Use this convertor to convert the units of surface from American/English units to the metrical unit system (SI).
In the calculator mentioned below, you can calculate the area of a circle. You need to fill in the radius. You can also calculate the radius if you fill in the area. It does not matter in what units you fill in. You only have to know that the unit of the surface is derived of the length. If you fill in m, than the surface is m2.
The surface is derived from the length. So The unit of surface (A) is derived from the unit of length. Because the unit of length is the meter (m) and the surface is m · m, the unit of surface is m2.
England has had a long time her own metric system. These consist feet, yards, inches, miles etc for length. Just like the SI, the units will be multiplied with each other. For example: yd · yd will be yd2. In 1985 the English went official over to the standard metric systems. You can see this in The Weights and Measures Act 1985 (Metrication) (Amendment) Order 1994.
The United States for a long time had their own metric system. Under pressure of the industry the United States converted to the international standard metric system (1988). This was decided in the Omnibus Trade and Competitiveness Act Of 1988. More information in the The United States and The Metric System.
History of SI:
The SI is the abbreviation for Système International d'Unités. Nowadays it is the standard metric system. The SI originated in France. In 1790 the French Academy of Science got an instruction of the National Assemble to design a new standard of unit for the whole world. They decided that the system should be based on the follow conditions:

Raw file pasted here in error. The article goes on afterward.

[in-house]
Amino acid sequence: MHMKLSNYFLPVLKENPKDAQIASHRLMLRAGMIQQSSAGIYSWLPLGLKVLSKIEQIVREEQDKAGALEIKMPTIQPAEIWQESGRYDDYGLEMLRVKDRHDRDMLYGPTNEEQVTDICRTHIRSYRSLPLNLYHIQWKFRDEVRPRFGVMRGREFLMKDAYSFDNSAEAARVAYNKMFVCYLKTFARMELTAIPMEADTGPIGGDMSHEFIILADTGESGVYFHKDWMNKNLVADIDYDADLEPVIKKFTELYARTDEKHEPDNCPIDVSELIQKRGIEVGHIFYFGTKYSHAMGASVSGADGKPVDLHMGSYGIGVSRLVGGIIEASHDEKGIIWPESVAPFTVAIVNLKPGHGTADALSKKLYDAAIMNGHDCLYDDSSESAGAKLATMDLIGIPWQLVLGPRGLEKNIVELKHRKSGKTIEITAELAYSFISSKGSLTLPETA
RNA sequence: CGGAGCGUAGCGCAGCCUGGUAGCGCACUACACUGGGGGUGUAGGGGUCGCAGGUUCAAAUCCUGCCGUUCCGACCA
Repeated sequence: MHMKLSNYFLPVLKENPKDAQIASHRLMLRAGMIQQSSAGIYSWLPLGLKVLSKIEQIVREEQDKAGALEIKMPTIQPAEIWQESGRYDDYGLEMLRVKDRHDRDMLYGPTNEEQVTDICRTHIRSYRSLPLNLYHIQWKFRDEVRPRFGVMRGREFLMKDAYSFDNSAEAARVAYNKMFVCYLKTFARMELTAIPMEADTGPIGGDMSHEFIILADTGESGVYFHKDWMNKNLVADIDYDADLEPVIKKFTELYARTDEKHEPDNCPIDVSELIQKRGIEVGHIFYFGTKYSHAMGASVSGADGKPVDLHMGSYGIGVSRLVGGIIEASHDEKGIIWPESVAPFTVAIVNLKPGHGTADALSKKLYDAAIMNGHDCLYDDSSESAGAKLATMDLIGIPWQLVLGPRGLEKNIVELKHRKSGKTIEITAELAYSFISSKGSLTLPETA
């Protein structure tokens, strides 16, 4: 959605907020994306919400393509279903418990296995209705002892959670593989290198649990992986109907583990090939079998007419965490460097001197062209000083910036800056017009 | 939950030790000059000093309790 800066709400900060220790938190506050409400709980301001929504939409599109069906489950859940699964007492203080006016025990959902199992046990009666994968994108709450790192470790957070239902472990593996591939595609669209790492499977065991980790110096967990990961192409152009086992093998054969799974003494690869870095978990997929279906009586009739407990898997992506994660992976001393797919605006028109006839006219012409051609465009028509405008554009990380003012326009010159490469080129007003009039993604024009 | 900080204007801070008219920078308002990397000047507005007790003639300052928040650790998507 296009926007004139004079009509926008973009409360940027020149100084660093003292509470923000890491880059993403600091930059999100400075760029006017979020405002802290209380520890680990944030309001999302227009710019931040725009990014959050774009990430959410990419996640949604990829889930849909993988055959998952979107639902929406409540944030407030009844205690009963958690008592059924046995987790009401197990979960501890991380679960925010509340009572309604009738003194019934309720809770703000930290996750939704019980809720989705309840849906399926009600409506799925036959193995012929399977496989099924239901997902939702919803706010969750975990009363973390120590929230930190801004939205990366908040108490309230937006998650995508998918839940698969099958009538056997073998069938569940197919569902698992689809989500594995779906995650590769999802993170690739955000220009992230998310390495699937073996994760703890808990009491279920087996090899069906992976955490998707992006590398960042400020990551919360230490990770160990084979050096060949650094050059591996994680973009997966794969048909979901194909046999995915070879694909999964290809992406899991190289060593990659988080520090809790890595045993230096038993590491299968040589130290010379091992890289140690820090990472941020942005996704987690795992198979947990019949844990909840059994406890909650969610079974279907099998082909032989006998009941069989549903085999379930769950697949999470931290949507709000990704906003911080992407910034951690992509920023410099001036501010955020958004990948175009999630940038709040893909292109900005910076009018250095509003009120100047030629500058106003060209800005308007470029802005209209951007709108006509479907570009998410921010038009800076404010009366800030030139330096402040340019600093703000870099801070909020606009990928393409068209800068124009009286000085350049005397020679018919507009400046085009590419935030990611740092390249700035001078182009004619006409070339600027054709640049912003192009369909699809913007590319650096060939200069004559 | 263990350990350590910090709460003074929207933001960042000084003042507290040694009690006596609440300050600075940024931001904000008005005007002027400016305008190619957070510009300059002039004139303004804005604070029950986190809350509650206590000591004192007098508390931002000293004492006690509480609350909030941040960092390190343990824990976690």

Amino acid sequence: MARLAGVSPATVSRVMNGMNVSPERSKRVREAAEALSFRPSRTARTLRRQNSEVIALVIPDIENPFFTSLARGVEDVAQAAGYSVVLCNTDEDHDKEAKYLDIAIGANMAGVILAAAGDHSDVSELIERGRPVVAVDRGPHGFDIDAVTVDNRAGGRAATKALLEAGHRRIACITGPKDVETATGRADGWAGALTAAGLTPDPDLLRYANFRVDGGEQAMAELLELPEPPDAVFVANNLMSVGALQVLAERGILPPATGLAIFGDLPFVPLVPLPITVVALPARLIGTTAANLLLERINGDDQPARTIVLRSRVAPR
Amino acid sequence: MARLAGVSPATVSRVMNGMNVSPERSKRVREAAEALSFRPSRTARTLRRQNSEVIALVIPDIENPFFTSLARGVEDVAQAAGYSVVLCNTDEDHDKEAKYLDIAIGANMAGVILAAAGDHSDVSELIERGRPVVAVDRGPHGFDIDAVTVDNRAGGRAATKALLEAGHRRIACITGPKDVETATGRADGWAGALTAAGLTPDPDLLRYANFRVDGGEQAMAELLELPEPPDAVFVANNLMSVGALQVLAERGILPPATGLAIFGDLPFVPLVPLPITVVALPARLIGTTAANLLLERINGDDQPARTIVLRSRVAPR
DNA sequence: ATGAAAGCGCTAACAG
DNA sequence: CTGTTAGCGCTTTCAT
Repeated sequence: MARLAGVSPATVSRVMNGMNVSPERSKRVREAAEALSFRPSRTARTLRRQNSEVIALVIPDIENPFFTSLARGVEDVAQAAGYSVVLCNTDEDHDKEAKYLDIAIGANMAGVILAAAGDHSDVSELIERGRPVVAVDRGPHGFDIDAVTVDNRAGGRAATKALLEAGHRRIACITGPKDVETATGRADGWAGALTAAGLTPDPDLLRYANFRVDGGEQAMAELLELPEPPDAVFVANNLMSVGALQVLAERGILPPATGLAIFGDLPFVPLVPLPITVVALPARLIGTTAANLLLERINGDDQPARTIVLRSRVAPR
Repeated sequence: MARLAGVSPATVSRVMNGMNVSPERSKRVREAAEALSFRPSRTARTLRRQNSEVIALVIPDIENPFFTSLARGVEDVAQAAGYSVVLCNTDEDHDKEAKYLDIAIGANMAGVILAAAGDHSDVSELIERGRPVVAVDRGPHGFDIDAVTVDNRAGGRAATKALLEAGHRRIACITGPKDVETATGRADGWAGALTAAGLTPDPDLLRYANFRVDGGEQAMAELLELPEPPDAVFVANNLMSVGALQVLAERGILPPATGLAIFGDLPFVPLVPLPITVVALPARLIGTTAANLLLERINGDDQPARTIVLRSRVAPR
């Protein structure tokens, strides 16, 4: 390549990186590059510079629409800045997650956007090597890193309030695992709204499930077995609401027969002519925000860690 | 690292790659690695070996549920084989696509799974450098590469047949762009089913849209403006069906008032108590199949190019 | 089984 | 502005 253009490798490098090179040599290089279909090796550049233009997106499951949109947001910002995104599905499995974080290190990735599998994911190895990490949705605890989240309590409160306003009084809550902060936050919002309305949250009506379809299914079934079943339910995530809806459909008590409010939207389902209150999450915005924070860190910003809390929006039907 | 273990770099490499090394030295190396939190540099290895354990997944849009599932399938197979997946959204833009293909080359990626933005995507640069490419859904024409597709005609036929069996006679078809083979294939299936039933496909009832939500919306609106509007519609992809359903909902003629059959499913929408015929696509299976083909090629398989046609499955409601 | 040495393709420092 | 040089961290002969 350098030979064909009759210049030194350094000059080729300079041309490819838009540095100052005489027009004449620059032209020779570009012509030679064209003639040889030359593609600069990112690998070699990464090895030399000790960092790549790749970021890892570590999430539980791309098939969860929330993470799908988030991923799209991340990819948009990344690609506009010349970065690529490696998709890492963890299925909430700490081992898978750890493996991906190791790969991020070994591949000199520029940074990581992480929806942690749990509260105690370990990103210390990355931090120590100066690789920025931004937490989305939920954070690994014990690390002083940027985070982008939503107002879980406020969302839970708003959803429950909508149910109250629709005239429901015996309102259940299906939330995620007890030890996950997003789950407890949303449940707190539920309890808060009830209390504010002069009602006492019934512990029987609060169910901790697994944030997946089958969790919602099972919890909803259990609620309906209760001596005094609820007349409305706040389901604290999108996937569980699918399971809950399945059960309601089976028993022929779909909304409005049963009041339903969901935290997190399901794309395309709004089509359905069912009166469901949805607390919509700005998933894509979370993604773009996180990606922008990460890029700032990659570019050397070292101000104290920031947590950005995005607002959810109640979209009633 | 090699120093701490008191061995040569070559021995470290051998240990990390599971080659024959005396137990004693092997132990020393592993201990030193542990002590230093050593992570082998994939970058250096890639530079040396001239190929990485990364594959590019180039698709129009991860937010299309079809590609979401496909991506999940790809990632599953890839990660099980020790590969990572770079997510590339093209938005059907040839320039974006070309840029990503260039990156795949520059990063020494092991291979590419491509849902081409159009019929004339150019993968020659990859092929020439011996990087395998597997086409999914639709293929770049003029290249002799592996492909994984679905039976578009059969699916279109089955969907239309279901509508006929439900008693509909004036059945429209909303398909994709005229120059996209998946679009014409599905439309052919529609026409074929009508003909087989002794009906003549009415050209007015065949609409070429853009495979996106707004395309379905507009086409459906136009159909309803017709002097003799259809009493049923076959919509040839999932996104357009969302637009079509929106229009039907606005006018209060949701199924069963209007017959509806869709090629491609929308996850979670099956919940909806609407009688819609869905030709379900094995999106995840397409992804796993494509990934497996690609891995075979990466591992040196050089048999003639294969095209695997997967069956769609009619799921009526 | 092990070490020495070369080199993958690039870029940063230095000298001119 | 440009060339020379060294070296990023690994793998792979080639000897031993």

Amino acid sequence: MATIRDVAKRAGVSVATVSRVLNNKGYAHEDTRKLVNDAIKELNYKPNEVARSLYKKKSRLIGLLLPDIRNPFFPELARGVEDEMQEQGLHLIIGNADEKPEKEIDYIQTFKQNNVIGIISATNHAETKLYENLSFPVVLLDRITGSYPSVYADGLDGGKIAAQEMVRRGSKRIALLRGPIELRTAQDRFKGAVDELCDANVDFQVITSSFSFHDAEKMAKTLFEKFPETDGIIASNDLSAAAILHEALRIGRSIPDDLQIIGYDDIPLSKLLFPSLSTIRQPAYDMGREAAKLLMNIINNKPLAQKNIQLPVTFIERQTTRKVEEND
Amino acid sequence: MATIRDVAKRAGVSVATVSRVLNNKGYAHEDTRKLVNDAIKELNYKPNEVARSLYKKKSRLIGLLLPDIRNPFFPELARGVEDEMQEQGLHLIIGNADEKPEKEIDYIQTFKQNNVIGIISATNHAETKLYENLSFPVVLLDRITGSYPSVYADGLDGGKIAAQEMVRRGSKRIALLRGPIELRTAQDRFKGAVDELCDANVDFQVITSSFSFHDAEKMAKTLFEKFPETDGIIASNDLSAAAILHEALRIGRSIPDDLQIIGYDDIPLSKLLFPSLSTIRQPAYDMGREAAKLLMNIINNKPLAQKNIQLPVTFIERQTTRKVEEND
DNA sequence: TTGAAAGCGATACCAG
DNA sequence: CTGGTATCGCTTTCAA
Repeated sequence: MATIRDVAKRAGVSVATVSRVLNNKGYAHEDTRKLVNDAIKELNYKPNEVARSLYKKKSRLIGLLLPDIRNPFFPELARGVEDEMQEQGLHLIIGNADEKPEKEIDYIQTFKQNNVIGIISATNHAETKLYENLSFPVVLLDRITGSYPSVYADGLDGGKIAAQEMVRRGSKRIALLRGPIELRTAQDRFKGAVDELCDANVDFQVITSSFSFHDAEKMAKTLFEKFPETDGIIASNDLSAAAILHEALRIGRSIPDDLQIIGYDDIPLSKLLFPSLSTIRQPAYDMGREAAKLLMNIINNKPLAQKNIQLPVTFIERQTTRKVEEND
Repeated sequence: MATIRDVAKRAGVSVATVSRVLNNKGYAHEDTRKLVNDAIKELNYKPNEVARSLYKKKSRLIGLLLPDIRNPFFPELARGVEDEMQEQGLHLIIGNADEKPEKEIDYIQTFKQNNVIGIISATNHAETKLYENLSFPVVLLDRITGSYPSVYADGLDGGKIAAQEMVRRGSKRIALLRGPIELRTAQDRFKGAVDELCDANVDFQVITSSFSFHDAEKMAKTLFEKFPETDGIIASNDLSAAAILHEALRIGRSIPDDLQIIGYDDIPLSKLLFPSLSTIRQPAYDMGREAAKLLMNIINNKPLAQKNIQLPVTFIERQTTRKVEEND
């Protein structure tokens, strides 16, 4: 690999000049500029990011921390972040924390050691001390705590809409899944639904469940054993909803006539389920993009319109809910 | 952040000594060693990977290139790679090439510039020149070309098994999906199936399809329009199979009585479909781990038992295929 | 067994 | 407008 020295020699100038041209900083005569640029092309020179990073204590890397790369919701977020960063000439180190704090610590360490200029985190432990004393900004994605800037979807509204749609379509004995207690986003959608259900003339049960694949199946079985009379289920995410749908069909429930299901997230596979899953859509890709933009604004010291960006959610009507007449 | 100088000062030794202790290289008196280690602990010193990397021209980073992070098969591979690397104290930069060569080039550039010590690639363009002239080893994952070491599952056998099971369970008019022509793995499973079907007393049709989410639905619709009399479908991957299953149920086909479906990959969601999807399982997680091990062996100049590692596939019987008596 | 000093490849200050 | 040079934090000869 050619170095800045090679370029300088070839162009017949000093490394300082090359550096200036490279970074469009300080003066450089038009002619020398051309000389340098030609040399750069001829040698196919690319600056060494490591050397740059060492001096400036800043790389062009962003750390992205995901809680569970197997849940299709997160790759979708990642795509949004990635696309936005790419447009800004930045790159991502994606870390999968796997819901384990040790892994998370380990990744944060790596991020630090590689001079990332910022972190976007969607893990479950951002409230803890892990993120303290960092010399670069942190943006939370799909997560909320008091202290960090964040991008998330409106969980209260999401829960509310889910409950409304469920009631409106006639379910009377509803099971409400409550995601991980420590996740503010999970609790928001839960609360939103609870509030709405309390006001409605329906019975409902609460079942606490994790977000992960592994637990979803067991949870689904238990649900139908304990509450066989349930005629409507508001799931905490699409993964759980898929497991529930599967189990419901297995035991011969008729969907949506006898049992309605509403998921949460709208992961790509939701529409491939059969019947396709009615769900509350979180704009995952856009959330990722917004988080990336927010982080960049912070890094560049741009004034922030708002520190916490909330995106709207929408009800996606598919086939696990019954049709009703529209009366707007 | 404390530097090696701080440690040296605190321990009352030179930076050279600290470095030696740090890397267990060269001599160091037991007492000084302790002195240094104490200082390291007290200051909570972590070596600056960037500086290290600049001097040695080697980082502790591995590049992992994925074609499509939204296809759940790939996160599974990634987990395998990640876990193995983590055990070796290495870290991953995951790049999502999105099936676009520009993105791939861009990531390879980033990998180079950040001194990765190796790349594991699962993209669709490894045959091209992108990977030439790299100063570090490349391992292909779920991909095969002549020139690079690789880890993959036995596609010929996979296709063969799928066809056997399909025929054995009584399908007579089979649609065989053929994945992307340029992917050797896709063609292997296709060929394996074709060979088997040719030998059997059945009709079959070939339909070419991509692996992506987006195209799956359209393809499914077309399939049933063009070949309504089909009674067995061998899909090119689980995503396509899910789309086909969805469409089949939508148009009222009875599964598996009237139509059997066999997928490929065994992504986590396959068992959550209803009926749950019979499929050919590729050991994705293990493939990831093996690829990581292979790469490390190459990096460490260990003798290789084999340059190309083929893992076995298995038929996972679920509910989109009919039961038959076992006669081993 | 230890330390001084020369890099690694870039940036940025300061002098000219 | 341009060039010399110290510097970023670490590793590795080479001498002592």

- The units in the system should be based on invariable quantities in nature
- All units, except the basic units, should be derived from the basis units
- Multiplying of the units should go in factors of then (decimals)
Only in 1875 the world was beginning to show some interest in the French development. Because more and more countries were interested in the French system, the Bureau International des Poids et Mesures (BIPM) was founded, nowadays: Conférence Générale des Poids et Mesures (CGPM). In 1960, on the 11th CGPM, the system was named officially International d'Unité. You can see more on http://physics.nist.gov/cuu/Units/history.html, or on the official site of the BIPM: http://www.bipm.fr/enus/3_SI/si-history.html.
The institution in The Netherlands that controls the units is Nederlands Meetinstituut (NMi).
The official institution from the world standard of measurements is Conférence Générale des Poids et Mesures (CGPM).
The official institution in the US is The National Institute of Standards & Technology (NIST).
The English institution for measurement standards is the National Physical laboratory (NPL).
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